Frequently Asked Questions

Natural Hazards

The USGS monitors and conducts research on a wide range of natural hazards to help decision-makers prepare for and respond to hazard events that threaten life and property.

Filter Total Items: 220
Damaged Monument Kathmandu, Nepal
Our Earthquake Statistics website has annual totals for worldwide earthquakes and U.S. earthquakes from 1990 to the near-present. Estimated deaths from those earthquakes are listed at the bottom of the charts. The website also has M3+ earthquake counts by state beginning in 2010.
Image: Debris Flow Damage in California
Wildland fires are inevitable in the western United States. Expansion of human development into forested areas has created a situation where wildfires can adversely affect lives and property, as can the flooding and landslides that occur in the aftermath of the fires. There is a need to develop tools and methods to identify and quantify the...
Image: Students Conduct Earthquake Preparedness Drill
ShakeOut GIF showing what to do in an earthquake if you are near a sturdy desk or table. (Public domain.) The Great ShakeOut earthquake drills are based on scenario earthquakes that could effect the area if they were to actually take place. Great ShakeOut Earthquake Drills are an annual opportunity for people in homes, schools, and organizations...
Image: Damage from 2011 Virginia Earthquake
1) Severe earthquakes have occurred in the Eastern U.S.: In November of 1755, an earthquake with an estimated magnitude of 6.0 and a maximum intensity of VIII occurred about 50 miles northeast of Boston, Massachusetts. Boston was heavily damaged. Other strong earthquakes recorded in the continental US were centered in southeastern Missouri near...
Image: Northridge, CA Earthquake Damage
The contents of your home may be damaged and can be dangerous: Shaking can make light fixtures fall, refrigerators and other large items move across the floor, and bookcases and television sets topple over. IDENTIFY: Look around your house for things that could fall or move. Ask yourself if your cupboard doors could fly open (allowing dishes to...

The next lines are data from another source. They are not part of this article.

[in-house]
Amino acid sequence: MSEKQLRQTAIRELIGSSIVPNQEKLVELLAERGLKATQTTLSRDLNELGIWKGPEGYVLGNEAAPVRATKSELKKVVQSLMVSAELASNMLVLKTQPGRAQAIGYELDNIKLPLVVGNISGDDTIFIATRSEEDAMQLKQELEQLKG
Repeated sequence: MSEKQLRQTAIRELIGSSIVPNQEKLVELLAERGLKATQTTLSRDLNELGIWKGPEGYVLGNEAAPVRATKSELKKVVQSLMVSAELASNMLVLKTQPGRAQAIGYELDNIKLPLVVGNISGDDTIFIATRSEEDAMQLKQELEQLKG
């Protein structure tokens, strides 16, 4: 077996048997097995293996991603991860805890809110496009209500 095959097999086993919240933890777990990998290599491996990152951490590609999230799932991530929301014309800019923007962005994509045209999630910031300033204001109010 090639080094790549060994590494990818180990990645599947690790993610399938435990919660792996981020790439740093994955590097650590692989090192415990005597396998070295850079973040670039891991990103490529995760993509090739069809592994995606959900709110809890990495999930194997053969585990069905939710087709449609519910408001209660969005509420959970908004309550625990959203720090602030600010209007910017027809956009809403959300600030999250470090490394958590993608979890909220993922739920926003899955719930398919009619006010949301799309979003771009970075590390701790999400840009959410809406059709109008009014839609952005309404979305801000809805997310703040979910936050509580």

House damage in central Oklahoma from a magnitude 5.6 earthquake in 2011
WEAR STURDY SHOES to avoid injury from broken glass and debris. Expect aftershocks CHECK FOR INJURIES If a person is bleeding, put direct pressure on the wound, use clean gauze or cloth if available If a person is not breathing administer CPR DO NOT attempt to move seriously injured persons unless they are in further danger of injury COVER injured...
Tidal Inlet, Glacier Bay National Park, Alaska
Tsunamis are large, potentially deadly and destructive sea waves, most of which are formed as a result of submarine earthquakes. They can also result from the eruption or collapse of island or coastal volcanoes and from giant landslides on marine margins. These landslides, in turn, are often triggered by earthquakes. Tsunamis can be generated on...
Image: Students Conduct Earthquake Preparedness Drill
The "Triangle of Life" is a misguided idea about the best location a person should try to occupy during an earthquake. Based on observations of an earthquake in Turkey, the idea doesn't apply to buildings constructed within the United States. Drop, cover, and hold under a table or desk is still the best recommendation, according to the American...
Image: Northridge, CA Earthquake Damage
DO NOT turn on the gas again if you turned it off; let the gas company do it DO NOT use matches, lighters, camp stoves or barbecues, electrical equipment, appliances UNTIL you are sure there are no gas leaks. They may create a spark that could ignite leaking gas and cause an explosion and fire DO NOT use your telephone, EXCEPT for a medical or...
Student participates in the Great ShakeOut earthquake drill. Photo courtesy of The Great ShakeOut
 If you are INDOORS -- STAY THERE! Get under a desk or table and hang on to it (Drop, Cover, and Hold on!) or move into a hallway or against an inside wall. STAY CLEAR of windows, fireplaces, and heavy furniture or appliances. GET OUT of the kitchen, which is a dangerous place (things can fall on you). DON'T run downstairs or rush outside while...
American Red Cross First Aid Kit
  Fire extinguisher Adequate supplies of medications that you or family members are taking Crescent and pipe wrenches to turn off gas and water supplies First-aid kit and handbook Flashlights with extra bulbs and batteries Portable radio with extra batteries Water for each family member for at least two weeks (allow at least 1 gallon per person...
Image: Students Conduct Earthquake Preparedness Drill
There are four basic steps you can take to be more prepared for an earthquake: Step 1:Secure your space by identifying hazards and securing moveable items. Step 2:Plan to be safe by creating a disaster plan and deciding how you will communicate in an emergency. Step 3:Organize disaster supplies in convenient locations. Step 4:Minimize financial...